It is so true that when a crisis occurs, all the pain of the past comes rushing to the surface. How does one ever overcome this? I have tried EFT. I have tried many types of counselling.
I am listening to 'Warming the Stone Child' CDs by Dr CP Estes. I am hoping this may be a way forward.

GCG

Join date : 2011-05-05

Back to top Go down

Re: Missing Mother Syndrome

Post  ebe on Thu May 19, 2011 10:35 pm

You are making much sense, and your words have left me feeling tearful . . . . I hear you, GCG, and I do indeed know some of the pain that comes with such a deep emptiness . . . . my mother carried many of the same traits you have described, so I am able to understand some level of the agony you speak of . . . . . . .

Acceptance can feel like an illusion when 'remembering' makes things still feel so raw today, but it doesn't mean you have not accomplished this . . . . . . and you have every right to grieve for what you know ( as a mother) you should have been given as a child . . . . . . . perhaps that is where you are at? . . . and grief is not the same as acceptance . . . . atleast not to me . . . . .

GCG Wrote:
Anyhow, I realised on that day that if my mother could turn her back (literally!) on me in my hour of real need, she really did not love me the way I loved my own child.

There is much pain in that statement . . . . . and I am not sure if it is actually possible to "overcome" being 'unmothered' . . . . much like you, I feel I have spent my life doing everything I could to heal, too . . . . . but I find myself saying lately that maybe finding better ways to live with the pain may be what I'll have to settle for . . . . . .

Hope you are able to keep talking if you need to, GCG . . . .





ebe

Join date : 2009-04-11

Back to top Go down

Missing Mother Syndrome

Post  GCG on Fri May 20, 2011 9:10 am

Hi Ebe

Thank you for your comforting words. I am sad for you that you have experienced a similar situation. I think you are right about the grieving. I thought I had done that, but sometimes situations occur that open old wounds.

On another topic, I noticed your post on here in the aftermath of the tornados. It made me feel humble reading about those people in your neighbourhood who lost loved ones and their homes. Also, I cannot imagine how terrifying it must have been for you during the time when the storm passed by.

I feel that whatever I might say about this would be inadequate, but I hope that you and your neighbours are beginning to feel safe again and that people are taking the first steps toward healing and rebuilding.

In 1989/90 I was privileged enough to spend a year living in Tennessee. I know how beautiful the southern states are and how warm the people are also. My daughter used to be made to practise 'tornado drill' in kindergarten in Nashville. I remembered this when I heard the news reports back in April.

I am especially touched that you have reached out to me at this time, when you have your own loss and pain to deal with. Thank you. GCG

GCG

Join date : 2011-05-05

Back to top Go down

Re: Missing Mother Syndrome

Post  ebe on Fri May 20, 2011 11:25 pm

Yes, I felt sadness for you as well when I read your post . . . . . for me, it is being able to mutually feel it for one another that seems to help, if even the slightest . . . . .

I appreciate your kind words regarding the storm . . . the clean up process is still ongoing . . . . and there are still many piles of debris waiting to be hauled away or burned . . . . they have done 'controlled' burns on the remains of two homes, so the air quality hasn't been very good . . . nonetheless, the piles are slowly getting less and less . . . . I still find it difficult to adjust to everything being so bare now, but even still, everyone is doing better . . . . thankyou . . .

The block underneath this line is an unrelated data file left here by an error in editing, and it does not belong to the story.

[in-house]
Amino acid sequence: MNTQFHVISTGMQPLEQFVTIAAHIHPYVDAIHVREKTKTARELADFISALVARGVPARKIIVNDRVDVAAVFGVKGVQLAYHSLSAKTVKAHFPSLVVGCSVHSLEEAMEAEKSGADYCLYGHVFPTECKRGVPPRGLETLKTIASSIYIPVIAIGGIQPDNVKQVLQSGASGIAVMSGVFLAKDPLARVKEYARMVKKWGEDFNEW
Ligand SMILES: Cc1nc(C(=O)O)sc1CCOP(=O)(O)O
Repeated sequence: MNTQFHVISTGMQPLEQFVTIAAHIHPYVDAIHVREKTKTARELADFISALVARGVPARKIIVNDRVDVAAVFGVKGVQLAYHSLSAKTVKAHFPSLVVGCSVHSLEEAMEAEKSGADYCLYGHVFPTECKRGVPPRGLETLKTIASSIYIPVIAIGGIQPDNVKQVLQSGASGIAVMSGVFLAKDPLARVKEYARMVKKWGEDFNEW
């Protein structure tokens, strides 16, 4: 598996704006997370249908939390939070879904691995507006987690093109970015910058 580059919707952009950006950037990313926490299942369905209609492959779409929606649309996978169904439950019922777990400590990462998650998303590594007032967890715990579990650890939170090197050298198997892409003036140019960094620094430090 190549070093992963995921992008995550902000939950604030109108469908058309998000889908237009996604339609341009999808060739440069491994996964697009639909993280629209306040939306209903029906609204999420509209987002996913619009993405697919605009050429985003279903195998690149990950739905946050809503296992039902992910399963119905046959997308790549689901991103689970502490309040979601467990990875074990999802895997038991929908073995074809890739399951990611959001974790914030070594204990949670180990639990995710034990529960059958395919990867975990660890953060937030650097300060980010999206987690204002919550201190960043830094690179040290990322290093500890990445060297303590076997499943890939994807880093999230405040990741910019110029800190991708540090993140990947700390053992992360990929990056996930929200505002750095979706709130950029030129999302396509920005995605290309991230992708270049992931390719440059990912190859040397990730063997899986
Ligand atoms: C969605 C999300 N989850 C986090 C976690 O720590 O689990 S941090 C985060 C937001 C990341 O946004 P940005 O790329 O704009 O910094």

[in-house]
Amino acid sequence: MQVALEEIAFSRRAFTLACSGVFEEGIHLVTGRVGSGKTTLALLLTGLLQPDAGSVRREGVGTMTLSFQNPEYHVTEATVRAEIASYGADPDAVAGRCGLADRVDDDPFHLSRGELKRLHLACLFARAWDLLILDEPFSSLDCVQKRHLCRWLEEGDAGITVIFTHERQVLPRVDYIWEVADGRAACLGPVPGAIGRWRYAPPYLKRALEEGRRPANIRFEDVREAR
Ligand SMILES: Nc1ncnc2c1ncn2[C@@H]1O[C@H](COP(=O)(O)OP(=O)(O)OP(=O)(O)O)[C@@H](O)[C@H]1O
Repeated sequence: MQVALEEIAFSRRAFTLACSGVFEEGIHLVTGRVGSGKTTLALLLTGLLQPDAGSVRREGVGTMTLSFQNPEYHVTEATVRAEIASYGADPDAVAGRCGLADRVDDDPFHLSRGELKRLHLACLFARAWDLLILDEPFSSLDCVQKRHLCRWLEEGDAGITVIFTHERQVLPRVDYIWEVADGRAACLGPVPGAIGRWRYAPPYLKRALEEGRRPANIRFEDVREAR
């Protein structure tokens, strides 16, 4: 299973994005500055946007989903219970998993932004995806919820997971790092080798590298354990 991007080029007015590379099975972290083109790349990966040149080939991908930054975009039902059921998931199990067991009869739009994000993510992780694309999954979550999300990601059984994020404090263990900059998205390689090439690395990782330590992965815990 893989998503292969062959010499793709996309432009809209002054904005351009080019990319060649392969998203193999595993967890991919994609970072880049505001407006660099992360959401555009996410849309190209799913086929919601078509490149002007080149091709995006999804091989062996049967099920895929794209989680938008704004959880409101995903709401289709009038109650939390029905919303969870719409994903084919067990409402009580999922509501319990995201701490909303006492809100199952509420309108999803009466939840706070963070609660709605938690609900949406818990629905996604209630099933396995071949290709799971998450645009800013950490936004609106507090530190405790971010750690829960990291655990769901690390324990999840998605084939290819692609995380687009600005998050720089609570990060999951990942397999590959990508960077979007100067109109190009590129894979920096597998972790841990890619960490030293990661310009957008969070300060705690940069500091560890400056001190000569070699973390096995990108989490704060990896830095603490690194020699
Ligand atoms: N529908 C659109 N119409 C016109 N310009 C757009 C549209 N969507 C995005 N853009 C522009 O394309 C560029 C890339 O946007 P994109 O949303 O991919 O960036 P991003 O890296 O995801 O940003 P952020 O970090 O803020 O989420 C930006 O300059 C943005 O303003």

And you are right about the beauty the drapes the southern states . . . . and how wonderful that you had a chance to live here for a while . . . hope Tennessee treated you well and gave you a good dose of warm, southern hospitality . . . . such caring is soooo good for the soul . . . . and the food is pretty good,too . . . . .

See you around the boards . . . . .

ebe

Join date : 2009-04-11

Back to top Go down

Re: Missing Mother Syndrome

Post  sky on Sat May 21, 2011 11:46 am

I have known for a long time that having had a cold an unsupportive mother has had a negative impact on my life. As a child I was aware that my mother was 'different', but I wasn't quite sure how to define it. Going to the homes of friends just felt warmer and more relaxed. I saw that they did not have to behave in a certain way all the time to win the affection of their mother. They were accepted. Faults and all.

It saddens my heart to read your story GCG. And the aftermath you are obviously still trying to cope with - alone. No one should have to do that. I feel deeply for the little girl you once were and the adult who is having to live daily with the pain of that child part that so yearns to be healed. It causes such deep and painful wounds - as you say, it feels like a hole in your soul.

I hear you say you have tried many types of therapy. I wonder if you have tried a relational therapy, one which uses the relationship formed between you and the counsellor to help you heal? A psychodynamic or attachment based therapy perhaps? I hear you desperately trying to heal yourself but the thing that struck me the most as i read your post/posts is there is one hugely significant thing missing - the help of 'another'. Sometimes there are things we just cannot heal alone - and the type of wounds you explain here are some of those things. I hope one day soon you will find a counsellor who can work in that way to help you - it will be an investment in the rest of your life.

With love and support

Sky xx



Our lives are like the course of the sun. At the darkest moment there is the promise of daylight.
avatar
sky
 Administrator

Join date : 2009-04-11

http://mutualsupport.englishboards.com

Back to top Go down

Re: Missing Mother Syndrome

Post  shadow on Sun May 22, 2011 5:24 pm

avatar
shadow

Join date : 2010-11-30

Back to top Go down

Re: Missing Mother Syndrome

Post  Sponsored content


Sponsored content


Back to top Go down

View previous topic View next topic Back to top

- Similar topics

 
Permissions in this forum:
You cannot reply to topics in this forum